Home Today's History Lesson TODAY’S HISTORY LESSON: NOV 10

TODAY’S HISTORY LESSON: NOV 10

2
0

1775 – The U.S. Marines is created – The elite military force capable of operating on land, sea and air was founded in Philadelphia during the American Revolutionary War. A resolution of the Second Continental Congress formed two battalions of Continental Marines that became the forerunners of today’s marine corps.

1444 – Battle of Varna: The crusading forces of King Vladislaus III of Varna (aka Ulaszlo I of Hungary and Wladyslaw III of Poland) are crushed by the Turks under Sultan Murad II and Vladislaus is killed.

1520 – Danish King Christian II executes dozens of people in the Stockholm Bloodbath after a successful invasion of Sweden.

1556 – Russian treasure ship Edward Bonaventure, carrying Ivan the Terrible’s ambassador to Elizabeth 1 of England, was wrecked off Rosehearty, Aberdeenshire

1619 – René Descartes has the dream that inspires his “Meditations on First Philosophy”

1630 – Failed palace revolution in France against Cardinal Richelieu

1674 – Anglo-Dutch War: As provided in the Treaty of Westminster, Netherlands cedes New Netherlands to England

1766 – The last Colonial governor of New Jersey, William Franklin, signs the charter of Queen’s College (later renamed Rutgers University)

1775 – The U.S. Marines is created – The elite military force capable of operating on land, sea and air was founded in Philadelphia during the American Revolutionary War. A resolution of the Second Continental Congress formed two battalions of Continental Marines that became the forerunners of today’s marine corps.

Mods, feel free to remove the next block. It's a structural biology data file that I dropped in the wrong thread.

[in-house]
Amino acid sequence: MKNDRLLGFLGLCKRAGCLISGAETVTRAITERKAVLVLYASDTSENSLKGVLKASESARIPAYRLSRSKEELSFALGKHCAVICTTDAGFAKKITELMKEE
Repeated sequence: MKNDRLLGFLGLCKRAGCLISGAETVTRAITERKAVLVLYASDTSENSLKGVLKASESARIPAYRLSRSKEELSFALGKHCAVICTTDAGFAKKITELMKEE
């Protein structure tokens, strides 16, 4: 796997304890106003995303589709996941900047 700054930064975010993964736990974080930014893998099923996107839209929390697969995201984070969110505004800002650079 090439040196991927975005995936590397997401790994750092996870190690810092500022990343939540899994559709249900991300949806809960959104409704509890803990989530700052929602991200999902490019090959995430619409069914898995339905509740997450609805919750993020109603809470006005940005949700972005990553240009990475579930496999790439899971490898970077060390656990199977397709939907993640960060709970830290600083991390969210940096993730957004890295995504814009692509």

1793 – France ends forced worship of God

1801 – The U.S. state of Tennessee outlawed the practice of dueling.

1808 – Osage Treaty / Treaty of Fort Clark, Osage Nation cedes territory in Missouri and Arkansas to the US

1847 – The passenger ship Stephen Whitney is wrecked thick fog off the southern coast of Ireland, killing 92 of the 110 on board. The disaster results in the construction the Fastnet Rock lighthouse

1865 – Major Henry Wirz, the superintendent of a prison camp in Andersonville, Georgia, is hanged, becoming the only American Civil War soldier executed for war crimes

1871 – Henry M. Stanley, journalist and explorer, found David Livingstone. Livingstone was a missing Scottish missionary in central Africa. Stanley delivered his famous greeting: “Dr. Livingstone, I presume?”